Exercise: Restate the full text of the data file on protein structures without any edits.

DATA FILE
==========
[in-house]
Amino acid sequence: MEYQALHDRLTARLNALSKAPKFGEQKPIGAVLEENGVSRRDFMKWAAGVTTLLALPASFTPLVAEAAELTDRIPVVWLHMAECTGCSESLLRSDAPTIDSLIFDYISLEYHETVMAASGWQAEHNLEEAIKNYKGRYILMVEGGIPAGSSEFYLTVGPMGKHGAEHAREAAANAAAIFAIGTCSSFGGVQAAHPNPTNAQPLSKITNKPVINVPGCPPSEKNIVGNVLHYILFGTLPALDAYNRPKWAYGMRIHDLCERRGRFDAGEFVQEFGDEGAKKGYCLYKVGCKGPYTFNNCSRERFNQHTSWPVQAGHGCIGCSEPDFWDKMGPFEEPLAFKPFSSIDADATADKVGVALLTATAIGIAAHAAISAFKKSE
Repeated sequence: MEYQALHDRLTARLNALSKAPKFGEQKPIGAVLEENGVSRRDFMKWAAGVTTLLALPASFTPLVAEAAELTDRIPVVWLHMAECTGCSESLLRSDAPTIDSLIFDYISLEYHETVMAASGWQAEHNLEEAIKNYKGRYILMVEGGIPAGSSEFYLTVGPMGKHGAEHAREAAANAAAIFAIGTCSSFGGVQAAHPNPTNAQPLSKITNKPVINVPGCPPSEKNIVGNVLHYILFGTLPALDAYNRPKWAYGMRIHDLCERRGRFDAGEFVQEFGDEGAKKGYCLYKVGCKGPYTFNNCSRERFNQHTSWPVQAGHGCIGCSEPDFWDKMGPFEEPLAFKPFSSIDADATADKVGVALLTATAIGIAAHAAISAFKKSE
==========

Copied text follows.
[in-house]
Amino acid sequence: MEYQALHDRLTARLNALSKAPKFGEQKPIGAVLEENGVSRRDFMKWAAGVTTLLALPASFTPLVAEAAELTDRIPVVWLHMAECTGCSESLLRSDAPTIDSLIFDYISLEYHETVMAASGWQAEHNLEEAIKNYKGRYILMVEGGIPAGSSEFYLTVGPMGKHGAEHAREAAANAAAIFAIGTCSSFGGVQAAHPNPTNAQPLSKITNKPVINVPGCPPSEKNIVGNVLHYILFGTLPALDAYNRPKWAYGMRIHDLCERRGRFDAGEFVQEFGDEGAKKGYCLYKVGCKGPYTFNNCSRERFNQHTSWPVQAGHGCIGCSEPDFWDKMGPFEEPLAFKPFSSIDADATADKVGVALLTATAIGIAAHAAISAFKKSE
Repeated sequence: MEYQALHDRLTARLNALSKAPKFGEQKPIGAVLEENGVSRRDFMKWAAGVTTLLALPASFTPLVAEAAELTDRIPVVWLHMAECTGCSESLLRSDAPTIDSLIFDYISLEYHETVMAASGWQAEHNLEEAIKNYKGRYILMVEGGIPAGSSEFYLTVGPMGKHGAEHAREAAANAAAIFAIGTCSSFGGVQAAHPNPTNAQPLSKITNKPVINVPGCPPSEKNIVGNVLHYILFGTLPALDAYNRPKWAYGMRIHDLCERRGRFDAGEFVQEFGDEGAKKGYCLYKVGCKGPYTFNNCSRERFNQHTSWPVQAGHGCIGCSEPDFWDKMGPFEEPLAFKPFSSIDADATADKVGVALLTATAIGIAAHAAISAFKKSE